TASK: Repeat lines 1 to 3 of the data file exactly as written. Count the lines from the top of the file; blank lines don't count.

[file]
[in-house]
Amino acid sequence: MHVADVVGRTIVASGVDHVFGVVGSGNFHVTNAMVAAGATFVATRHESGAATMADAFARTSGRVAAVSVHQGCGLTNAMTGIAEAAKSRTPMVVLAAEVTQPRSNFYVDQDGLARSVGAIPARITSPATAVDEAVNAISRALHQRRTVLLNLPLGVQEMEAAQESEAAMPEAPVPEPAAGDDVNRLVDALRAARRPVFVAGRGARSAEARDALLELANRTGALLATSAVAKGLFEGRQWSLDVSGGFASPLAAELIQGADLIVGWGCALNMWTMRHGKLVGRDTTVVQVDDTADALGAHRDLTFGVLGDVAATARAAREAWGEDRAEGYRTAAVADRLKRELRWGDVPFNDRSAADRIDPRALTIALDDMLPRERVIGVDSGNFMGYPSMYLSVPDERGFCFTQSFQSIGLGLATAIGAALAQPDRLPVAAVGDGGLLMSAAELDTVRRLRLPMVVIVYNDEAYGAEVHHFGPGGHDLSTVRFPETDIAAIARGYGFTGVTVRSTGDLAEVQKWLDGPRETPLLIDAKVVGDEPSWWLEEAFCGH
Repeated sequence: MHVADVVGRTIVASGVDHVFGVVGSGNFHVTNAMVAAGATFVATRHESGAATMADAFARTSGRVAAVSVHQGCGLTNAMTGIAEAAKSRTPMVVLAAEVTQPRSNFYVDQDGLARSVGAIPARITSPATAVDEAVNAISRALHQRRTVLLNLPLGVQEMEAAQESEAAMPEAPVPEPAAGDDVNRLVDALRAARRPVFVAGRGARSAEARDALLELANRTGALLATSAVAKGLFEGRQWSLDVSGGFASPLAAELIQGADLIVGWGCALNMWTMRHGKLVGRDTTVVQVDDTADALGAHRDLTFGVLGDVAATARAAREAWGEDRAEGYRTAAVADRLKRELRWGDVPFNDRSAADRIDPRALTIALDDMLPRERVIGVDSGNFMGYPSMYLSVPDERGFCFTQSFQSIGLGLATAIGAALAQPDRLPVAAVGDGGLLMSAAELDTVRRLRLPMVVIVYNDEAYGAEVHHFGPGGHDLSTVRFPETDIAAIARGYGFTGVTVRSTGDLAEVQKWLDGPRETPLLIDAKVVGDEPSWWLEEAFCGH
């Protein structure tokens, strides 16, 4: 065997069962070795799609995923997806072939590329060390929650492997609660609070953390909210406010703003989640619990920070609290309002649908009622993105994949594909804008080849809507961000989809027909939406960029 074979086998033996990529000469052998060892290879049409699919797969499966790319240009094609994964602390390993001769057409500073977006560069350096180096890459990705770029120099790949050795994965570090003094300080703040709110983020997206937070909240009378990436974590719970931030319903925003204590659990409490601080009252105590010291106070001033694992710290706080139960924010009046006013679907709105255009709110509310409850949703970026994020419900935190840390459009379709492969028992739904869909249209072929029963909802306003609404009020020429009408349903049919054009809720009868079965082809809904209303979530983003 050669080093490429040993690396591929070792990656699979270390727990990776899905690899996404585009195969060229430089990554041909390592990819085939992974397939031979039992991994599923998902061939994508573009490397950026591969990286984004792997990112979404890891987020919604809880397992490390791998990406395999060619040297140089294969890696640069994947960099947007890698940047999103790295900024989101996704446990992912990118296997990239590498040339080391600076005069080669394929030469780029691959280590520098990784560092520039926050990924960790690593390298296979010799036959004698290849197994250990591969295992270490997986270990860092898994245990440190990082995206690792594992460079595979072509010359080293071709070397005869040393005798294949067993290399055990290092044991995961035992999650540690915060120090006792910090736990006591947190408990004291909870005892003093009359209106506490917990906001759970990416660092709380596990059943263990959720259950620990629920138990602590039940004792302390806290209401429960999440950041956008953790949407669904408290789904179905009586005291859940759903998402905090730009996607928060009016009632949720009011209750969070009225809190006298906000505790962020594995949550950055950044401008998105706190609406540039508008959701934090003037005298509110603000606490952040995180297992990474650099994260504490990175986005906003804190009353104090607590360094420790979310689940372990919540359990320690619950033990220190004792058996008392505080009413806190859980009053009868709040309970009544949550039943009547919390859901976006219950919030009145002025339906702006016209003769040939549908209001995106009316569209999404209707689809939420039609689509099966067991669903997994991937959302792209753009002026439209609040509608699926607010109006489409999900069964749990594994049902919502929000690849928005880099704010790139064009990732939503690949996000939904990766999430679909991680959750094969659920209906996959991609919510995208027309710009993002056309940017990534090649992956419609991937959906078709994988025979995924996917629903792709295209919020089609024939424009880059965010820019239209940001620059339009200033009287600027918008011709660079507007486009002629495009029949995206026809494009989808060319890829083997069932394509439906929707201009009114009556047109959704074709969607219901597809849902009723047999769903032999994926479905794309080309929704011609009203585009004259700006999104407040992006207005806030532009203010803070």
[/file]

[in-house]
Amino acid sequence: MHVADVVGRTIVASGVDHVFGVVGSGNFHVTNAMVAAGATFVATRHESGAATMADAFARTSGRVAAVSVHQGCGLTNAMTGIAEAAKSRTPMVVLAAEVTQPRSNFYVDQDGLARSVGAIPARITSPATAVDEAVNAISRALHQRRTVLLNLPLGVQEMEAAQESEAAMPEAPVPEPAAGDDVNRLVDALRAARRPVFVAGRGARSAEARDALLELANRTGALLATSAVAKGLFEGRQWSLDVSGGFASPLAAELIQGADLIVGWGCALNMWTMRHGKLVGRDTTVVQVDDTADALGAHRDLTFGVLGDVAATARAAREAWGEDRAEGYRTAAVADRLKRELRWGDVPFNDRSAADRIDPRALTIALDDMLPRERVIGVDSGNFMGYPSMYLSVPDERGFCFTQSFQSIGLGLATAIGAALAQPDRLPVAAVGDGGLLMSAAELDTVRRLRLPMVVIVYNDEAYGAEVHHFGPGGHDLSTVRFPETDIAAIARGYGFTGVTVRSTGDLAEVQKWLDGPRETPLLIDAKVVGDEPSWWLEEAFCGH
Repeated sequence: MHVADVVGRTIVASGVDHVFGVVGSGNFHVTNAMVAAGATFVATRHESGAATMADAFARTSGRVAAVSVHQGCGLTNAMTGIAEAAKSRTPMVVLAAEVTQPRSNFYVDQDGLARSVGAIPARITSPATAVDEAVNAISRALHQRRTVLLNLPLGVQEMEAAQESEAAMPEAPVPEPAAGDDVNRLVDALRAARRPVFVAGRGARSAEARDALLELANRTGALLATSAVAKGLFEGRQWSLDVSGGFASPLAAELIQGADLIVGWGCALNMWTMRHGKLVGRDTTVVQVDDTADALGAHRDLTFGVLGDVAATARAAREAWGEDRAEGYRTAAVADRLKRELRWGDVPFNDRSAADRIDPRALTIALDDMLPRERVIGVDSGNFMGYPSMYLSVPDERGFCFTQSFQSIGLGLATAIGAALAQPDRLPVAAVGDGGLLMSAAELDTVRRLRLPMVVIVYNDEAYGAEVHHFGPGGHDLSTVRFPETDIAAIARGYGFTGVTVRSTGDLAEVQKWLDGPRETPLLIDAKVVGDEPSWWLEEAFCGH